First off, I want to thank those of you who emailed me to wish us luck yesterday. Things went surprisingly well, yet it was surprisingly -- or perhaps not surprisingly -- difficult for Mommy and Daddy.
If you missed my post from Friday, then you have no idea what I'm talking about. Yesterday Bear had minor surgery to get some dental work done. Because of his ADHD and ODD and the amount of work that needed to be done, it required a general anaesthetic. The prospect of my baby boy having surgery was pretty scary, but I tried to keep it in perspective. Mind you, surgery is still surgery, and there's always a risk with anaesthetic.
In addition to the ADHD and ODD, Bear also has some anxiety issues. We think we're starting to see some improvements in his anxiety levels thanks to his new meds, but it's still a bit early to tell. With all his issues, yesterday could have gone so horribly, horribly wrong. TheODDDad and I had visions of having to carry him into the waiting room kicking and screaming (literally), or having to call in reinforcements to hold him down when they sedated him. That stuff we were prepared for, but it was nowhere near as bad as expected.
Not only did he go quite happily into the waiting room, but he also went quite happily into the operating room. Mind you, all we told him, and only in the minutes preceding his operation, was that the doctors would be putting a mask over his nose and mouth to help him sleep while they worked on his teeth. We didn't even tell him they would be pulling any teeth because that would just have freaked him out. Much to our surprise, he hopped up on the operating table and lay there quite nicely as they attached little electrode-doodads to him. He saw his heart beat on the monitor, and he thought that was pretty cool. He even allowed them to put the mask on and took a few breaths...and then it hit. The panic. The sheer "What are they doing to me, Mommy, and why are you letting them" panic.
The anaesthesiologist had warned us this might happen. As a pediatric doctor, I guess she probably sees this a lot. We had already discussed that if he were to put up a fight, I would hold his arms down while she held his mask on, so at least I knew what to do. The problem wasn't knowing what to do -- the problem was seeing the terrified look in his eyes and the tears streaming down his sweet face as he fought us with all the strength in his little body. At that moment it felt like I was betraying him. It was over in seconds and he probably doesn't even remember. But I do.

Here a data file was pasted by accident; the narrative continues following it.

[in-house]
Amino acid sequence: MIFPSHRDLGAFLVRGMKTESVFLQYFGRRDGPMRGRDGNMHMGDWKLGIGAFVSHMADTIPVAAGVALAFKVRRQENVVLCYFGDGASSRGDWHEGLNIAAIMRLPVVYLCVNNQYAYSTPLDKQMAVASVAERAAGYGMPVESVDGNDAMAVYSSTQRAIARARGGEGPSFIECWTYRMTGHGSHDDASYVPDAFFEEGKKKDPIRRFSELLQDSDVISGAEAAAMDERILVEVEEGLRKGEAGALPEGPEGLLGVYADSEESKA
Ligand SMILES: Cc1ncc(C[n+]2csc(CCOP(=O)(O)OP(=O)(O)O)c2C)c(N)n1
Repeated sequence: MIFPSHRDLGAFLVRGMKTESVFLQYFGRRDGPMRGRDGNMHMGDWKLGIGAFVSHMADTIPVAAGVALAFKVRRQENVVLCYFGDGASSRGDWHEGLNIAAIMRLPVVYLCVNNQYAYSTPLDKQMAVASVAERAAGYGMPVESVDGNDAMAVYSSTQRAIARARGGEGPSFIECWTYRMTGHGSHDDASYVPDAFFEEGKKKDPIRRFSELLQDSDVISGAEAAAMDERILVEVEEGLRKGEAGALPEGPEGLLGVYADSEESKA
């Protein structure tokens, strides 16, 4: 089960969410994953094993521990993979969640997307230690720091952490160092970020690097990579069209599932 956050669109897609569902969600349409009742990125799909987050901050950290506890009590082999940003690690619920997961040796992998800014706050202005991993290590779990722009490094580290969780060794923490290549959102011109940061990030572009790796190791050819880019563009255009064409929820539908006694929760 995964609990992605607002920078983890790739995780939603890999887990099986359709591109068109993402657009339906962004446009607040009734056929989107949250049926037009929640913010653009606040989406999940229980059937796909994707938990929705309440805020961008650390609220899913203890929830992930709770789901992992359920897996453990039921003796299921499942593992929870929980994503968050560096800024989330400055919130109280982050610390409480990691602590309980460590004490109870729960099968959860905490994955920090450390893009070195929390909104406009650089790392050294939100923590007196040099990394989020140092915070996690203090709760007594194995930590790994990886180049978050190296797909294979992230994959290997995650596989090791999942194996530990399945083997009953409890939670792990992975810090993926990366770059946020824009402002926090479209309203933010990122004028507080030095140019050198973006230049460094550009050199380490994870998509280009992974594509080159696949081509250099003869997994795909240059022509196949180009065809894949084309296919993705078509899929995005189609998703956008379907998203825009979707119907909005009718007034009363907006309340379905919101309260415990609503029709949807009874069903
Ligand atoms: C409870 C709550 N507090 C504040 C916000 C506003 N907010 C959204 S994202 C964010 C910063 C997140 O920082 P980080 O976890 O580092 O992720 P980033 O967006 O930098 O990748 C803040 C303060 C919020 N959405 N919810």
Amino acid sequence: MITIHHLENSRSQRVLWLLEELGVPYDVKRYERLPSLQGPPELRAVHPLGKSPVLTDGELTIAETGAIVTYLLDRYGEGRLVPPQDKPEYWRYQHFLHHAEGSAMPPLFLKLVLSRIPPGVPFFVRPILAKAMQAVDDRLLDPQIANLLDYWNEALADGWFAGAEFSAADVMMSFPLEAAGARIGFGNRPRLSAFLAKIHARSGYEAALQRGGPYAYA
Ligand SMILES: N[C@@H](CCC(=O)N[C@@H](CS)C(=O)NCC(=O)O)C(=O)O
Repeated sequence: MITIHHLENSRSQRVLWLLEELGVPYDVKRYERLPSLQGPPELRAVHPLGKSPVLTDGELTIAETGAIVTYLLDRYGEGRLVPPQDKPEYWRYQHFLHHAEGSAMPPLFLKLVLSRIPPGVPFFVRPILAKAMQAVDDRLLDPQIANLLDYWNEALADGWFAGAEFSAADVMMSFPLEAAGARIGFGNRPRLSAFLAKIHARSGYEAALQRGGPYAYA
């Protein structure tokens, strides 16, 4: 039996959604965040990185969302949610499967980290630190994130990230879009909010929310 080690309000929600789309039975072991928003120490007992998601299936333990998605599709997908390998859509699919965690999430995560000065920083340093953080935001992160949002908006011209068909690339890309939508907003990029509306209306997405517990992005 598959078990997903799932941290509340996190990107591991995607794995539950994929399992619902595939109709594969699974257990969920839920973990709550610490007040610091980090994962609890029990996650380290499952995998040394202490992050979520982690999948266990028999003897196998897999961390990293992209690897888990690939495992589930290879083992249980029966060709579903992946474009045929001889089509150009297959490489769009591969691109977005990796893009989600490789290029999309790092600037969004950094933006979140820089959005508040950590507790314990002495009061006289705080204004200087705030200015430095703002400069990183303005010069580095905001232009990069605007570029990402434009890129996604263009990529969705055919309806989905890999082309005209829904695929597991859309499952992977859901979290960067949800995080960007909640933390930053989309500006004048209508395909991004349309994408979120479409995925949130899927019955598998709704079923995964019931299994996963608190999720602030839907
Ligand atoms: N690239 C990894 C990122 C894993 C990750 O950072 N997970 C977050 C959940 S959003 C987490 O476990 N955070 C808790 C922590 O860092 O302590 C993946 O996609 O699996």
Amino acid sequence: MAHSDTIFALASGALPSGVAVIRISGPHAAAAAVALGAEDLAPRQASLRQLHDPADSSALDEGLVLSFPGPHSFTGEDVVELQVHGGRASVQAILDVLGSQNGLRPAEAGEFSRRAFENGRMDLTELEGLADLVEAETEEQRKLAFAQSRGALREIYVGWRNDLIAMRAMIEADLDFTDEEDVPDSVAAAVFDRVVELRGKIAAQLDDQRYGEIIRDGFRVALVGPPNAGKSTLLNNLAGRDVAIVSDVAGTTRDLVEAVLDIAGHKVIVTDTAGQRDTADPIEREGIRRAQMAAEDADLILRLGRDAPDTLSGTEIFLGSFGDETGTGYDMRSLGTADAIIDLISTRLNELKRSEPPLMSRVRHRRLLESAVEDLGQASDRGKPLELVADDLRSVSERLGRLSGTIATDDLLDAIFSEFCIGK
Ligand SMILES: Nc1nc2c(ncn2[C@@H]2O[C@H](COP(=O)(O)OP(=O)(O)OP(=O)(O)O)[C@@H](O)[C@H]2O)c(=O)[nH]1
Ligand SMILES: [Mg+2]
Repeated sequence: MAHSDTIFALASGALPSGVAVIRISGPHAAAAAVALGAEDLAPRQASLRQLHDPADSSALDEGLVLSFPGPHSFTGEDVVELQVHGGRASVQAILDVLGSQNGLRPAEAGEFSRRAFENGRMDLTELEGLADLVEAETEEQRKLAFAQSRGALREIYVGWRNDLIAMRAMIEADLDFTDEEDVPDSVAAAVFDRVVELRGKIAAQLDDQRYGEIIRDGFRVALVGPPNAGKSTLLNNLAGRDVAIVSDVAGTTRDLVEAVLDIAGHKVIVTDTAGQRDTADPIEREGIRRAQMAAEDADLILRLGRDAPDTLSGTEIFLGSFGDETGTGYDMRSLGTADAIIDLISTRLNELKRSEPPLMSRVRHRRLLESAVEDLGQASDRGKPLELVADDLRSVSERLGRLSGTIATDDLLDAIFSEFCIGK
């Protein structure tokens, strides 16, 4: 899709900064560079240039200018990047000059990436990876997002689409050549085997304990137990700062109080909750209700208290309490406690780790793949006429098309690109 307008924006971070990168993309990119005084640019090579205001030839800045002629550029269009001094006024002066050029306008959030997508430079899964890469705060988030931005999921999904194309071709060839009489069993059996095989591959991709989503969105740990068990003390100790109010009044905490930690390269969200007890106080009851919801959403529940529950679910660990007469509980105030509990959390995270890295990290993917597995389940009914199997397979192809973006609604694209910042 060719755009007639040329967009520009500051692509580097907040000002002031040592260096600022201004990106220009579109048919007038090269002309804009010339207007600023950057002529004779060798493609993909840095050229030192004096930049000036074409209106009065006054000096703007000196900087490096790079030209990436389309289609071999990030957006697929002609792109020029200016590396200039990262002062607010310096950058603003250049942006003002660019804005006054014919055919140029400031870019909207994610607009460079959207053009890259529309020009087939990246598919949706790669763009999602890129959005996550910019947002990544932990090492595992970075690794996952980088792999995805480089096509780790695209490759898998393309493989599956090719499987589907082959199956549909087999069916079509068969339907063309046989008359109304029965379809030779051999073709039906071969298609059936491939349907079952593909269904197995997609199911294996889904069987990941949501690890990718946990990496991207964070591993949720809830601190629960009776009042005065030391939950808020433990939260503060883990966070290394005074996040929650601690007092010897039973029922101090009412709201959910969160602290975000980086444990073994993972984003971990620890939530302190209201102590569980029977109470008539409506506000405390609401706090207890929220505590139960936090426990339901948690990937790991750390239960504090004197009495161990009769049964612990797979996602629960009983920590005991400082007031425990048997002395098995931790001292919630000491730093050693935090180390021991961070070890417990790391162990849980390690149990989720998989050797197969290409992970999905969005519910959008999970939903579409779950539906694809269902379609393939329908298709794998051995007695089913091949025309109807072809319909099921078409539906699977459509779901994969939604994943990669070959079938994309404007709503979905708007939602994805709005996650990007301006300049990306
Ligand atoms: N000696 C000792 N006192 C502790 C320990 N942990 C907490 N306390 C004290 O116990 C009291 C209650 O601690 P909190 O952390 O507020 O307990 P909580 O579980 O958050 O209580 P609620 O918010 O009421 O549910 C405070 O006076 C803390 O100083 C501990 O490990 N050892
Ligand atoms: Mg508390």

When I mentioned to TheODDDad that I was worried Bear would be mad at us when he woke up, he reminded me that Bear's always mad at us for something, so this really wouldn't be different from any other day. That made me giggle, which is one of the things I treasure most about TheODDDad. He's always had the gift of knowing exactly when to just hold me and when to make me laugh. I don't think he's every gotten it wrong.
An hour later we were allowed into recovery to see our boy, and that is another memory I could do without. My sweet Bear was curled up in the fetal position with a blanket tented over both him and one side of the bed, where a hose was hooked up to blow hot air under his blanket. He was so small that we couldn't even see him from the door. His perfect little mouth was swollen from the freezing and there was a little bit of dried blood in his nose from the breathing tube. His eyes, when he opened them, were blood shot, unfocused and puffy, with tears puddled in the corner of one eye. He looked so vulnerable and confused that it took an effort on my part to push over a bit so that TheODDDad could stroke his hair and his cheeks, too. Why is it that as moms we sometimes forget that dads need to do these things just as much as we do? We don't have the monopoly on loving our children more than life itself.
For a moment I got a glimpse into the world of parents with critically ill children, who have to see this over and over again, and even though my mind didn't form the words, my heart cried out a prayer for them. Here's what I would have said if I had been able to put it into words.
Dear Lord, please be with all the families who face the loss or the critical illness of a child. Give them the strength to do what they need to do and to face the days ahead. Please give them the comfort, Lord, that can only come from you.